20. Giberman, D. (2014). Tropes in space. Philosophical Studies, 167(2), 453–472.CrossRefGoogle Scholar
  21. Gillet, C., & Rives, B. (2005). The non-existence of determinables: Or, a world of absolute determinates as default hypothesis. Nous, 39(3), 483–504.CrossRefGoogle Scholar
  22. Guarino, N. (1992). Concepts, attributes and arbitrary relations: Some linguistic and ontological criteria for structuring knowledge bases. Data and Knowledge Engineering, 8(3), 249–261.CrossRefGoogle Scholar
  23. Hommen, D., & Osswald, T. (2016). Knowledge structures and the nature of concepts. Concepts and categorization. Systematic and historical perspectives (pp. 95–122). Mentis: Münster.Google Scholar
  24. Johnson, W. E. (1921). Logic (Vol. 1). New York: Dover.Google Scholar
  25. Kornmesser, S. (2016). A frame-based approach for theoretical concepts. Synthese, 193, 145–166.CrossRefGoogle Scholar
  26. Löbner, S. (2011). Concept types and determination. Journal of Semantics, 28(3), 279–333.CrossRefGoogle Scholar
  27. Loux, M. J. (2015). An exercise in constituent ontology. In G. Galluzzo & M. J. Loux (Eds.), The problem of universals in contemporary philosophy (pp. 9–45). Cambridge: Cambridge University Press.CrossRefGoogle Scholar
  28. Lowe, E. (2006). The four-category ontology: A metaphysical foundation for natural science. New York: Oxford University Press.Google Scholar
  29. Markosian, N. (2014). A spatial approach to mereology. In S. Kleinschmidt (Ed.), Mereology and location (pp. 69–90). Oxford: Oxford University Press.CrossRefGoogle Scholar
  30. Martin, C. (1980). Substance substantiated. Australasian Journal of Philosophy, 58, 3–10.CrossRefGoogle Scholar
  31. Maurin, A. S. (2010). Trope theory and the bradley regress. Synthese, 175, 311–326.CrossRefGoogle Scholar
  32. Minsky, M. (1974). A framework for representing knowledge. In P. Winston (Ed.), The psychology of computer vision (pp. 211–277). New York: McGraw-Hill.Google Scholar
  33. Moltmann, F. (2017). Natural language ontology. In M. Aronoff (Ed.), Oxford research encyclopedia of linguistics.
  34. Petersen, W. (2007). Representation of concepts as frames. In J. Skilters, F. Toccafondi, & G. Stemberger (Eds.), Complex cognition and qualitative science (pp. 151–170). Riga: University of Latvia.Google Scholar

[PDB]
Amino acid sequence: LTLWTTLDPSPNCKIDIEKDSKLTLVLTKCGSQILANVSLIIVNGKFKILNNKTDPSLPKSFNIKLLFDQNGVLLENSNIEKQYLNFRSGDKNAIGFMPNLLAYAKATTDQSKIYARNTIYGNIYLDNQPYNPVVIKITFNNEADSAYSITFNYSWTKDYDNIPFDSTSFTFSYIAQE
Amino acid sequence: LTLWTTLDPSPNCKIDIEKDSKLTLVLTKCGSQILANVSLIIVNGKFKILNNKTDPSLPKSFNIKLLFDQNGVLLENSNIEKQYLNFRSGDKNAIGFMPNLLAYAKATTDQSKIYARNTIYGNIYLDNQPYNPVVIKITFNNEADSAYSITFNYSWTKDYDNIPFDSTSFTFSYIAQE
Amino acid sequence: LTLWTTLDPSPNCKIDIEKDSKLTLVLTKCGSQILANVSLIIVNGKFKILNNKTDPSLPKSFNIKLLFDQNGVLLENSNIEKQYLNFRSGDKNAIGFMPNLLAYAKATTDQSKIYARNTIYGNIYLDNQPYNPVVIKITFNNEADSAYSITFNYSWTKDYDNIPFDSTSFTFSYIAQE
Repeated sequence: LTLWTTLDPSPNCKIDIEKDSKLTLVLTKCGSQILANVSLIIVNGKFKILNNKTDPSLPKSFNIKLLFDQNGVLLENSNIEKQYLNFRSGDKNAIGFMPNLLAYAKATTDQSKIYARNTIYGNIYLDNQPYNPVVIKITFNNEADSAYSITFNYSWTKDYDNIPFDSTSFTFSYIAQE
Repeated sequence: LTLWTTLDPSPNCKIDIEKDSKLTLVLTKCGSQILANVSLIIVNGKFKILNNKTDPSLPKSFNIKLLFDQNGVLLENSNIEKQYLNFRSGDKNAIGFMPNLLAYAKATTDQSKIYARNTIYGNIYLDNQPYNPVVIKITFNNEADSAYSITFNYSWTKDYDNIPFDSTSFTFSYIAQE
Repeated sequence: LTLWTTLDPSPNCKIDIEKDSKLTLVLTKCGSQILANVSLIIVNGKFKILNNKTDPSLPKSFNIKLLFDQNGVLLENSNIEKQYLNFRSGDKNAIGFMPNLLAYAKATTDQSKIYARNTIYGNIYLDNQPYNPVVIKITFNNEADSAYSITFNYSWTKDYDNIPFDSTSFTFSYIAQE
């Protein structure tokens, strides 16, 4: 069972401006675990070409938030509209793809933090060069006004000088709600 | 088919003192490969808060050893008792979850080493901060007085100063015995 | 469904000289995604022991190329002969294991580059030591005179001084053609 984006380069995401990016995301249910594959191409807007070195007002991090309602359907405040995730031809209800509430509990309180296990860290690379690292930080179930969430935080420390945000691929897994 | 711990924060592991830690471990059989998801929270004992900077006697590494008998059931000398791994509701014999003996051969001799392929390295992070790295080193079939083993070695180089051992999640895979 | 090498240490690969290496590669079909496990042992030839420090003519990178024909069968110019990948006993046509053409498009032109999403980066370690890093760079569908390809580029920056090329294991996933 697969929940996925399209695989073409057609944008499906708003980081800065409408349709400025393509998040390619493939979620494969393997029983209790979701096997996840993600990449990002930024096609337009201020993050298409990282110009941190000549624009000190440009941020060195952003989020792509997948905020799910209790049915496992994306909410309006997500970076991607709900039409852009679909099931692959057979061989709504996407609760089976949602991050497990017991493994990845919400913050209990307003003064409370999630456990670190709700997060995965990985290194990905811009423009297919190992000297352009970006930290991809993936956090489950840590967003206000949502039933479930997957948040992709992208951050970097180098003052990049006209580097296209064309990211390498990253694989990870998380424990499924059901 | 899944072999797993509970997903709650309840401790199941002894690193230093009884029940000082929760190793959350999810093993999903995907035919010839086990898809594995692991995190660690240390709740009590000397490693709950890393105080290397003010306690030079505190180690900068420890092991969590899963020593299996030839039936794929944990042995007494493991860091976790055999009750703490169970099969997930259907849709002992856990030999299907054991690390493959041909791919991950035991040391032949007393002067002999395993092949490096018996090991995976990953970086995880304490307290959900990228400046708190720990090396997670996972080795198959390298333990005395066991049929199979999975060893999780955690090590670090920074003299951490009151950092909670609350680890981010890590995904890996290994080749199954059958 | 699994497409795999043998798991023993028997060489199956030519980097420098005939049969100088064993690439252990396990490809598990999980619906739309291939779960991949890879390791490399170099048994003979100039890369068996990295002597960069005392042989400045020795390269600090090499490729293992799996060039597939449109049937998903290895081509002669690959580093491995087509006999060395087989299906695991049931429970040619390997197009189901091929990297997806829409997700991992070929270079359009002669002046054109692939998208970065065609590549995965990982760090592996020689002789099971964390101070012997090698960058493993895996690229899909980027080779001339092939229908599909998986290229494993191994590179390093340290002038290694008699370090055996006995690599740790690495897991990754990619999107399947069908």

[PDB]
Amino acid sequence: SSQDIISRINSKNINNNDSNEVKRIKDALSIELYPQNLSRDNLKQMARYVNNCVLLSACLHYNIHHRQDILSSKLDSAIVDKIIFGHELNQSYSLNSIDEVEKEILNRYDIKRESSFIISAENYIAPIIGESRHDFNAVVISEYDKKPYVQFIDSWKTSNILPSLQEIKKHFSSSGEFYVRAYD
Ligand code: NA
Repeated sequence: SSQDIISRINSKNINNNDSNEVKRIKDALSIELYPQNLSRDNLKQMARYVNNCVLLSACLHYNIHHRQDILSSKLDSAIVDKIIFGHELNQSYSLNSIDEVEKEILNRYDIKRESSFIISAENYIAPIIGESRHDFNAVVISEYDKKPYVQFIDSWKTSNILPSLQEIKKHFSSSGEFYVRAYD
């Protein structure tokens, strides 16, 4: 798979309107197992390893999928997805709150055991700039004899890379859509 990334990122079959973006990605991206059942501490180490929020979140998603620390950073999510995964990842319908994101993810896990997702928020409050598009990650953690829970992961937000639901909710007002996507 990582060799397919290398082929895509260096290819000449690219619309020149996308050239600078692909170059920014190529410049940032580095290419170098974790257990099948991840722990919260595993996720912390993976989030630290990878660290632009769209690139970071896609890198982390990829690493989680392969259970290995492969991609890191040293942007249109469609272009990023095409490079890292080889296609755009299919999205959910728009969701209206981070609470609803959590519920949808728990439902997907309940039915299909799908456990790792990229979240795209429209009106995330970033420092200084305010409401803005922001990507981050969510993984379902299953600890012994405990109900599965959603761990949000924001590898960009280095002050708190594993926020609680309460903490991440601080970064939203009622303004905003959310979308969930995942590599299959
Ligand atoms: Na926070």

35. Petersen, W., & Werning, M. (2007). Conceptual fingerprints: Lexical decomposition by means of frames—A neuro-cognitive model. In U. Priss, S. Polovina, & R. Hill (Eds.), Conceptual structures: Knowledge architectures for smart applications (pp. 415–428). Berlin and Heidelberg and New York: Springer.CrossRefGoogle Scholar
  36. Quine, W. V. (1948). On what there is. The review of metaphysics, 2(5), 21–38.Google Scholar
  37. Schaffer, J. (2001). The individuation of tropes. Australasian Journal of Philosophy, 79(2), 247–257.CrossRefGoogle Scholar
  38. Sider, T. (2007). Parthood. The Philosophical Review, 116(1), 51–91.CrossRefGoogle Scholar
  39. Strawson, P. (1959). Individuals. An essay in descriptive metaphysics. London: Methuen.CrossRefGoogle Scholar
  40. Thagard, P. (1990). Concepts and conceptual change. Synthese, 82, 255–274.CrossRefGoogle Scholar
  41. van Cleve, J. (1985). Three versions of the bundle theory. Philosophical Studies, 47, 95–107.CrossRefGoogle Scholar
  42. Votsis, I., & Schurz, G. (2014). Reconstructing scientific theory change by means of frames. Concept types and frames. Application in language, cognition, and science (pp. 93–110). New York: Springer.Google Scholar
  43. Wieland, J. W., & Betti, A. (2008). Relata-specific relations: A response to Vallicella. Dialectica, 62(4), 509.CrossRefGoogle Scholar
  44. Williams, D. C. (1953). The elements of being: I. Review of Metaphysics, 7(2), 3–18.Google Scholar
  45. Wilson J (2008) Trope determination and contingent characterization, unpublished manuscript.Google Scholar
  46. Yablo, S. (1992). Mental causation. The Philosophical Review, 101(2), 245–280.CrossRefGoogle Scholar

Copyright information

© Springer Science+Business Media B.V., part of Springer Nature 2017

Authors and Affiliations

  1. 1.Heinrich-Heine-Universität DüsseldorfDüsseldorfGermany

Personalised recommendations